This is the Interface Master List. It is a collection of games, known as "interface dramas" which use user interfaces to tell immersive stories.
Don't see a game that you think should be on the list?
Submitted a game and are waiting?
Check out the Interface Drama Master List Queue.
Please take a look at the FAQ before submitting. I'm still smoothing out rough edges on documenting this genre, so info here will be regularly updated.
Frequently Asked Questions
What are interface dramas?
Interface dramas, also known as inbox games, desktop simulators, ui games, or interface fictions are a small but growing form of game where a user interface is used to tell an immersive story. Though this list was initially inspired by a talk mabbees and I gave in December 2022, we are not the first people to talk about or define this type of genre.
- Inbox Games: Poetics and Authoring Support by Chris Martens and Robert J. Simmons in 2021 at the International Conference on Interactive Digital Storytelling (ICIDS) (talk | paper)
- Fantasy Filing Systems by Lee Tusman in July 2022 at Narrascope (slides | list)
- Old Interfaces, New Stories by Katherine Morayati & Ian Michael Waddell in August 2022 through Interactive Fiction Technology Foundation (video | slides)
What are the criteria for an interface drama?
Game must be first-person. The game must feature a primary first-person view of an interface, as if the player themselves is interacting with the interface.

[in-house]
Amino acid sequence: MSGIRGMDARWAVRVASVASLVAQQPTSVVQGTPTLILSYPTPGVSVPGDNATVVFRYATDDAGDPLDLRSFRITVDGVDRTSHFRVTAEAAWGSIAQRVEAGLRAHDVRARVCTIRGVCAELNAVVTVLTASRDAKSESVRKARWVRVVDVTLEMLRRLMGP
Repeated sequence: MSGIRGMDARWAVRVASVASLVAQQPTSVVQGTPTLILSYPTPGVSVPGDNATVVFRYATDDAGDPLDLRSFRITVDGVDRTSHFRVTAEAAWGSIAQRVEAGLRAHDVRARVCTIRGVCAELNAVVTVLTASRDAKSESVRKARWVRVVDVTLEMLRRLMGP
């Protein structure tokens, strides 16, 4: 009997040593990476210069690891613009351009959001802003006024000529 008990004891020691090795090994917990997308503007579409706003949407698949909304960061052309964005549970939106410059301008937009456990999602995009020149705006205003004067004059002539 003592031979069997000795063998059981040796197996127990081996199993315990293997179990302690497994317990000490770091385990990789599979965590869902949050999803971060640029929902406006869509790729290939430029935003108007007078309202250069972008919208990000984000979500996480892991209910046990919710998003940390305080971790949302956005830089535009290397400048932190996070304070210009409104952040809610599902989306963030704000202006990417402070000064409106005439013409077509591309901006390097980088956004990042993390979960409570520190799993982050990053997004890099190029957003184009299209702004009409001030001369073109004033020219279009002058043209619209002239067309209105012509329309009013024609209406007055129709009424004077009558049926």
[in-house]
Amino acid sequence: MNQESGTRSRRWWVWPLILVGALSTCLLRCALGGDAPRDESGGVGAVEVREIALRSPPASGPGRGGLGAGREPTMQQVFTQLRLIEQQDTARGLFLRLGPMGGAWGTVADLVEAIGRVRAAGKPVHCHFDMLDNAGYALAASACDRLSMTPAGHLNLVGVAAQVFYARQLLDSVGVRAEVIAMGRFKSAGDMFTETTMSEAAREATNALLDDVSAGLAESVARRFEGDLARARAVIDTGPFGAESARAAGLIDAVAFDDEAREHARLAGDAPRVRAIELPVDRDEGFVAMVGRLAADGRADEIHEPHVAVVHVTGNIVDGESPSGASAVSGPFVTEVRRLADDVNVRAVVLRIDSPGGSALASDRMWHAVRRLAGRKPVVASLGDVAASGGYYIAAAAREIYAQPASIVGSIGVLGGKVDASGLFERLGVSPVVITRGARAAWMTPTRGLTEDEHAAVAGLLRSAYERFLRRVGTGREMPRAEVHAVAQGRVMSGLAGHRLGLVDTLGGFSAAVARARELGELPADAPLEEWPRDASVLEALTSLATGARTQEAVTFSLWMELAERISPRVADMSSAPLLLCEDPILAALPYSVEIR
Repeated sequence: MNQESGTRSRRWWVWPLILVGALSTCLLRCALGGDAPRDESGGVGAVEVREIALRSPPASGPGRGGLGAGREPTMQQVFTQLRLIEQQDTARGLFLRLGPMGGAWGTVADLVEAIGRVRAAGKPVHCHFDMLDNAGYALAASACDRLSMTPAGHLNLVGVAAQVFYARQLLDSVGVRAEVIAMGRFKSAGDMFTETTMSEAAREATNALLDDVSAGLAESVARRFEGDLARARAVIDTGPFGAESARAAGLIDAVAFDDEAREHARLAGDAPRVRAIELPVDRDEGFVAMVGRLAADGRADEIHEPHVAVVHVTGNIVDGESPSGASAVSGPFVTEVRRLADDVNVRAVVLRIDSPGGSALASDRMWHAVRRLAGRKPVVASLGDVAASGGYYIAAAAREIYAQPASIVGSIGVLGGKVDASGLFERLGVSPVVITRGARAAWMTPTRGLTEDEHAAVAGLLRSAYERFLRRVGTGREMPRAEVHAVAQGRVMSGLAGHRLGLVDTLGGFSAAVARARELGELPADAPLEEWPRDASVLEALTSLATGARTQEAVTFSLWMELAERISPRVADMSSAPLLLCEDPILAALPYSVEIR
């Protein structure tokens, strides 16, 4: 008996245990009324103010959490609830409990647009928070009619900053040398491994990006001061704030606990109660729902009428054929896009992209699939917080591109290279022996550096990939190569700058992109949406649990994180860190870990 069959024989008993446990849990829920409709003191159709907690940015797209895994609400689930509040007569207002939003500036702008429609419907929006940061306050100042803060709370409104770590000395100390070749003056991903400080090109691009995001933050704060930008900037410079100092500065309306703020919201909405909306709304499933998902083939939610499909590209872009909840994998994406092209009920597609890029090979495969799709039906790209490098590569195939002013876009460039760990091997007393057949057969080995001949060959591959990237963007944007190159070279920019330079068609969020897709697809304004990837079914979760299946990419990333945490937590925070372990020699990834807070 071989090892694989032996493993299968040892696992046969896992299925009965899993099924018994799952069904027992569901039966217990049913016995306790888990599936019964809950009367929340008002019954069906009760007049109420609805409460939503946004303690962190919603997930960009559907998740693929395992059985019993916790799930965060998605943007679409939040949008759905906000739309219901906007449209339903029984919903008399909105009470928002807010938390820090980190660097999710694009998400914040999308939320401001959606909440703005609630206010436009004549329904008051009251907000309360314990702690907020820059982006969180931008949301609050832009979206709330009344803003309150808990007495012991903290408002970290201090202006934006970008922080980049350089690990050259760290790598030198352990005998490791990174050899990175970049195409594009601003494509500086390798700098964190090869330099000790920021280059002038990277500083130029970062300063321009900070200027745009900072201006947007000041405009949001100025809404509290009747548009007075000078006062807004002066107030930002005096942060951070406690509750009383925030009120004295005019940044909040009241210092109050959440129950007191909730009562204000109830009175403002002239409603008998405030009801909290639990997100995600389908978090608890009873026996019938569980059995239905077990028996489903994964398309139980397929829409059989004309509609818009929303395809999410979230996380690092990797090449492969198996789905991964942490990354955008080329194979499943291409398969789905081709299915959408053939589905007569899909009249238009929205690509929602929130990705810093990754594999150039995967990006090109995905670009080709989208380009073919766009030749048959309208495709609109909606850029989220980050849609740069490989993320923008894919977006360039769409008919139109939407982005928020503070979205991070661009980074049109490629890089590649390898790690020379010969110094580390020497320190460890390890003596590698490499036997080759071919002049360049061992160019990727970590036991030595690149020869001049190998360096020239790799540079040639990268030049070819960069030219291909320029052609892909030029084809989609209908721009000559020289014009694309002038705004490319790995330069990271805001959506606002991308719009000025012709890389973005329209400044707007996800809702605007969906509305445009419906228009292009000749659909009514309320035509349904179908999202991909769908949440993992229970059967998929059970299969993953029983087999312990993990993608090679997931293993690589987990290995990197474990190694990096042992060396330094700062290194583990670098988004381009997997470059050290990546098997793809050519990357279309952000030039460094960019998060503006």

Game must have a story aspect, or drama. The drama aspect of interface drama comes from the theatrical definition of drama, as in, "a composition in verse or prose intended to portray life or character to tell a story." There is a story, and the interface or characters within the game responds to the player to further the story.
Game must have recognizeable elements of a user interface (UI). These include but are not limited to:
- text fields
- icons and tooltips
- progress bars
- modal windows
- command lines
Please see this page for more examples of UI elements. The game can be inspired by pre-existing user interfaces (IRC, Windows XP, iOS) or can be an entirely new speculative interface.
The LCARS system from Star Trek is a speculative UI; see GMUNK or Ash Thorp's work for more speculative UI examples in movies.
The UI must be used as a gameplay mechanic in a majority of the game. For example, the classic adventure game Myst features points where the character must interact with an interface for a puzzle, but the main navigation of the game is done by walking around the island, so Myst is not an interface drama.
Secret Little Haven's UI features as a main gameplay mechanic. If a player wishes to stop playing a mini-game, they must navigate away from it; there is no way to "walk" away from the screen. This is a good example of an interface drama.
Can an interface drama be analogue?
I personally have yet to see an analogue interface drama, but if it fits the criteria above, yes, it could be considered an interface drama. If you know of any analogue interface dramas, please submit them!
How do I submit a game?
Please submit using the form here. You need the following: